– EGYPT TODAY
Open Letter to President Joe Biden
President Joe Biden © The U.S WhiteHouse
The Legacy Premier Foundation joins the rest of the world in saluting and congratulating you and the amiable Vice President – Madam Kamala Harris, on your outstanding triumph in being elected the 46th President and Vice President of the United State of America. It was an all-round resounding victory that showcased your fruitful political career over the years. It was also incredible to know about your magnanimity in clinching the presidential seat. How beautiful It is to see one who gives so much get rewarded! You are an icon as you have consistently expressed your genuine thoughts, and the electorate has regarded this honorary virtue.
Reiterating the words of Fashina, et al.(2018), their study revealed evidence of a long relationship among economic growth, foreign aid, human capital and other growth determinants namely; real domestic investment, foreign direct investment and trade openness. It is also evident in the study that among other factors considered responsible for economic growth, foreign direct investment and trade openness appeared the most viable for explaining growth attainment in Nigeria as there were more statistically significant factors. On this account, we would trust that you will keep on offering the truly necessary help; support and aid for Africa-oriented programs. Currently, we need a great deal of help in the advancement of Africa development.
Going down memory lane, since the escalation of World War II, there has been a significant development in Africa’s general foreign exchange. The development contrasts well to that of other continents, for example, Latin America. The estimation of imports, notwithstanding, has exceeded exports bringing about an unfavourable lopsided exchange for most African nations. One way to overturn this is through foreign aid and grants.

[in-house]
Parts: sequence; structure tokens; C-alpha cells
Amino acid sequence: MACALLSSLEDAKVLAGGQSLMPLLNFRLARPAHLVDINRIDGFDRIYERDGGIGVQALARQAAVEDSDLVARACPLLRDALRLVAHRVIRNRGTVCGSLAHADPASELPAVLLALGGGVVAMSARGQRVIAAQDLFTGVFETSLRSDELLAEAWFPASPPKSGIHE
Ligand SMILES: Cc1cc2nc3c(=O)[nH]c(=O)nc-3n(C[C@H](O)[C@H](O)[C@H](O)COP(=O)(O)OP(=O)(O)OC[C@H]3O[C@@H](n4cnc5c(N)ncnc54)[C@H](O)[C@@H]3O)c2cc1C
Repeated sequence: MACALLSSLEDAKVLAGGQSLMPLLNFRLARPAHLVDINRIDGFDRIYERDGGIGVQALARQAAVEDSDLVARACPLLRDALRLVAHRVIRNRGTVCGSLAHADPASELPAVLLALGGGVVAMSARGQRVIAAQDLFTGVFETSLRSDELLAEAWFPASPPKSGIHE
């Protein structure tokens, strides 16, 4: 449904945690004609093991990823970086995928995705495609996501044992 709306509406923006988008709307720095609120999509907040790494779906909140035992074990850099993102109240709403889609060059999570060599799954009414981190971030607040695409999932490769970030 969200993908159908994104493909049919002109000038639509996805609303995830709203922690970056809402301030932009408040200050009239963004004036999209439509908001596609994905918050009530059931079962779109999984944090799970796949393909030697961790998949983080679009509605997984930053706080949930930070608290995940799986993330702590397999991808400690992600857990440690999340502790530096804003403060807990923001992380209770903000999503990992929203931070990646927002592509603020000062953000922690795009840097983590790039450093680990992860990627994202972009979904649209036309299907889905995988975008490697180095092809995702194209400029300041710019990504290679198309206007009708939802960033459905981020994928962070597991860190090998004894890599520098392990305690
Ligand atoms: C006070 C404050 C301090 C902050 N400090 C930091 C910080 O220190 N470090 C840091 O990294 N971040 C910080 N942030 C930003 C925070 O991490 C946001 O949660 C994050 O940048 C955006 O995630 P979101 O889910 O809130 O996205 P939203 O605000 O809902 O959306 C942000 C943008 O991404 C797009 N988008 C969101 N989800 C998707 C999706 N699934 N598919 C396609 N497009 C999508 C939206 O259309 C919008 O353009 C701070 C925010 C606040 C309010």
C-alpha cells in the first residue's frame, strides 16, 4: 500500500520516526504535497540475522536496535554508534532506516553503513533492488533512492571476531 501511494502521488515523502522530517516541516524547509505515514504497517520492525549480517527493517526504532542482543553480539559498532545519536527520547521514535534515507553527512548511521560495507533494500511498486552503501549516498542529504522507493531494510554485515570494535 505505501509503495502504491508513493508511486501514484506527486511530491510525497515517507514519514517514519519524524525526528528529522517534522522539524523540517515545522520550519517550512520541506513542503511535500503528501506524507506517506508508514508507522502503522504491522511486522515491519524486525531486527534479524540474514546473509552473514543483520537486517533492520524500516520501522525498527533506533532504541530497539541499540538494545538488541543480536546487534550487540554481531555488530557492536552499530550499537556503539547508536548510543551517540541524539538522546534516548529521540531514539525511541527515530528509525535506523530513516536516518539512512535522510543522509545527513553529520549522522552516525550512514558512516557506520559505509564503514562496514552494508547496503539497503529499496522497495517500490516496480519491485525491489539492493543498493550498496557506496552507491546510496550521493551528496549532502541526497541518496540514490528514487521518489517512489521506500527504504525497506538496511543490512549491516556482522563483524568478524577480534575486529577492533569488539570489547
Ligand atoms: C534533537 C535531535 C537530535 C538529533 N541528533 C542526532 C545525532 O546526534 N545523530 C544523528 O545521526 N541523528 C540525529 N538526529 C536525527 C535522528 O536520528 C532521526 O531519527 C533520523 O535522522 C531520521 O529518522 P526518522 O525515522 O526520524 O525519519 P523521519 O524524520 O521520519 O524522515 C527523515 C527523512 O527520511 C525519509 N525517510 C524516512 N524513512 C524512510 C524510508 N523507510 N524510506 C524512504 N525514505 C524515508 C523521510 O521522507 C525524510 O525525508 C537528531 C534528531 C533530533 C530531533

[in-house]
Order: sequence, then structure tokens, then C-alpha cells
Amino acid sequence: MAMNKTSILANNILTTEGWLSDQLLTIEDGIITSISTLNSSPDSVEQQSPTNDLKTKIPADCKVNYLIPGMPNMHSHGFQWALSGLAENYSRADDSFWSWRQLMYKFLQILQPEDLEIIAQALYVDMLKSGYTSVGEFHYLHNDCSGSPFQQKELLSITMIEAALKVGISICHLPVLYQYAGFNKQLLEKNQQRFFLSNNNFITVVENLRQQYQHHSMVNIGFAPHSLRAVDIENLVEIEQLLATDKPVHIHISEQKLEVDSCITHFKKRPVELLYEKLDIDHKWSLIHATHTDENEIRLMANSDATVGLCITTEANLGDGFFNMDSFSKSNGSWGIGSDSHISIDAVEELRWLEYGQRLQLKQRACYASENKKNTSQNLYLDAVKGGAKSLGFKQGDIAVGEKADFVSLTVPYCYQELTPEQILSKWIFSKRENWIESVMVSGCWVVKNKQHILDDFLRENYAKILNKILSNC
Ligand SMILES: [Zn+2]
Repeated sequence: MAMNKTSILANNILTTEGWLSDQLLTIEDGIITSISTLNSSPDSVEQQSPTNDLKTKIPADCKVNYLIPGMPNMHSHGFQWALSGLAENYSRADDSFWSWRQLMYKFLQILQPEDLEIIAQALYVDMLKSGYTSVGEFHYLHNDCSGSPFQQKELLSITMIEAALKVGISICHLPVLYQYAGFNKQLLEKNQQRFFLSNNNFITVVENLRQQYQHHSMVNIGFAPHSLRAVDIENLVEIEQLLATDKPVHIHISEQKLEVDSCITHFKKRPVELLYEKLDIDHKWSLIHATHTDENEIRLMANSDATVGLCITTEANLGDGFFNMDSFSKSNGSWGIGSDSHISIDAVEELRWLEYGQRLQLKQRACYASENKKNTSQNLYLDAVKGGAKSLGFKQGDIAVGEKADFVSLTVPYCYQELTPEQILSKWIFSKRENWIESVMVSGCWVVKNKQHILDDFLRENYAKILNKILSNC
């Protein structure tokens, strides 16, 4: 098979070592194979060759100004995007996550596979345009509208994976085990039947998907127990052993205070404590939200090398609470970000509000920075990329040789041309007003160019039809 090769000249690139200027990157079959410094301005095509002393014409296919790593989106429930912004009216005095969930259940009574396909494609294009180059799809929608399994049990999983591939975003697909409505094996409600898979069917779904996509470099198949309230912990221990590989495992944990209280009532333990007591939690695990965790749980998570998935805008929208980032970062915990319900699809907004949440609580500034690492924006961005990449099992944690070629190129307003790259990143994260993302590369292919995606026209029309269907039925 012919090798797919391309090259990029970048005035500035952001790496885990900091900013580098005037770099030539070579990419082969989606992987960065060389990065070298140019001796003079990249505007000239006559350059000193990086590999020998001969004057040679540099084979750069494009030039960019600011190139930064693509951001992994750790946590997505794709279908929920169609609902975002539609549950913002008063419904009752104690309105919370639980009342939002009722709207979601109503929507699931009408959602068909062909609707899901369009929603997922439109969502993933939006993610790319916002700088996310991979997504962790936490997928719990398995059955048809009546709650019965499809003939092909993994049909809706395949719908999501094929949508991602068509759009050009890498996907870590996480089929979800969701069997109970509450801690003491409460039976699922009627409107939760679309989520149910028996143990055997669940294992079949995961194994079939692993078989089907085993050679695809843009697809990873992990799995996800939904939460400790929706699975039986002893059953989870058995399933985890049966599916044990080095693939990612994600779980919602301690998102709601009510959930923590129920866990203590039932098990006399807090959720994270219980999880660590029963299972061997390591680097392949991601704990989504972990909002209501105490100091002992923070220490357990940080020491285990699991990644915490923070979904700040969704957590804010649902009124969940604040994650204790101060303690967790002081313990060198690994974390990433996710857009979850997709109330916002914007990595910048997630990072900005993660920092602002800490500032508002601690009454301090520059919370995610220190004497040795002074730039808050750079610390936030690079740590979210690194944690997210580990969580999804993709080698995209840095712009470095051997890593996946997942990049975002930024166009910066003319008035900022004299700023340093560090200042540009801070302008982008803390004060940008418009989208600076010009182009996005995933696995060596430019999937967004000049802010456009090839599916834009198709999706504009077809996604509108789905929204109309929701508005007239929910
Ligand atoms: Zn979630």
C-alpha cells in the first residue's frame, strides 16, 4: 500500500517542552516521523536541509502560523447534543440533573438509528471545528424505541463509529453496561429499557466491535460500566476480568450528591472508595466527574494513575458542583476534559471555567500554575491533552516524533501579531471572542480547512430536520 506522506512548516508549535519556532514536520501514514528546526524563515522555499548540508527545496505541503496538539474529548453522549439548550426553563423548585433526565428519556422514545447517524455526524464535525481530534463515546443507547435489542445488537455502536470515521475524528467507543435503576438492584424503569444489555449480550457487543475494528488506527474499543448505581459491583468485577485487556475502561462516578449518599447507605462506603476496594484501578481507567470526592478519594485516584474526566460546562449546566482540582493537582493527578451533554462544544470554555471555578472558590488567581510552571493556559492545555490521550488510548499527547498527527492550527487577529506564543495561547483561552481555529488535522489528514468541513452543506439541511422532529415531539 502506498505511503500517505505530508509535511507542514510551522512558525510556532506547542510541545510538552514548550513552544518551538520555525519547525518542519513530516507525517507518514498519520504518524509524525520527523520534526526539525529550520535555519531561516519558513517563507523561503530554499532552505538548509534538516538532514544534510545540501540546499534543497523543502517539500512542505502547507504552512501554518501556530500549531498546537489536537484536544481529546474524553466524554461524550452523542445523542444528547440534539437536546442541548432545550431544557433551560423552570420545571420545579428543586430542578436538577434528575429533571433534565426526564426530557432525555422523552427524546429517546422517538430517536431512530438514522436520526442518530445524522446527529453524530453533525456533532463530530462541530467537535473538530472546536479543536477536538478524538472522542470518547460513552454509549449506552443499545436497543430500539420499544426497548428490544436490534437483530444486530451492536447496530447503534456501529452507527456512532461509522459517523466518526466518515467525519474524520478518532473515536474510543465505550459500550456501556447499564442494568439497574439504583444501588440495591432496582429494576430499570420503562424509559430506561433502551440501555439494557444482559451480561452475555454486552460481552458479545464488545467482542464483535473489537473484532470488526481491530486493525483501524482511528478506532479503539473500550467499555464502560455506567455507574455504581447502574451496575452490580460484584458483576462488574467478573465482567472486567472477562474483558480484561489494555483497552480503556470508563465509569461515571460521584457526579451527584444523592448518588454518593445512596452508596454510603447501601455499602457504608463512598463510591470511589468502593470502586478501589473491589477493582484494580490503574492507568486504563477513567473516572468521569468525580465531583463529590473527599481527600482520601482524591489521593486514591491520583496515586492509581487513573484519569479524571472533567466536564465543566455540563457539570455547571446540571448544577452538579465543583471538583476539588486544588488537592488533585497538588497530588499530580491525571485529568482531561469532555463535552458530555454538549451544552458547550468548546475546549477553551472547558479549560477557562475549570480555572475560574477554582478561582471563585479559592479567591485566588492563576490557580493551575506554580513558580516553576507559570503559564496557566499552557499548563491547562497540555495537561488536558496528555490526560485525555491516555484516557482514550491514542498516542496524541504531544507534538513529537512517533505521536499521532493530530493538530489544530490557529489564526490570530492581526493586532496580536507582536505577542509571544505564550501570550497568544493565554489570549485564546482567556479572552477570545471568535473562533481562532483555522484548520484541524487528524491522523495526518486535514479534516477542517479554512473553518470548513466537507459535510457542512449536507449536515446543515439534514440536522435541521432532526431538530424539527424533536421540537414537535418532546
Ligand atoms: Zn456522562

Over the years, there has been a huge surge in African commodities by and large, and this can be credited to the increment in the demand for essential commodities during World War II and in the prompt post-war refurbishment period. Thus, the fulfilment of independence by most African nations, particularly in the mid-1960s was trailed by an offer for economic development that is fortified by the export-expansion drive.
Another wholesome reason for the rather slow growth in African exports is the perseverance of the present circumstance that has been essential for the explanation of the economies of numerous African countries.
To salvage this, the African Union has launched the operational phase of the Africa Continental Trade Area (AfCFTA), which could become the world’s largest trade area, going by number of participating nations, once it’s fully operational. Nigeria is on the verge of developing a national AfCFTA strategy. In Nigeria today, we have the road, maritime and air transport options well utilised, but the railways would have an edge over the others when the trading bloc starts operations because of its relatively lower costs. Nigeria therefore is positioning itself to take very good advantage of these policies to come.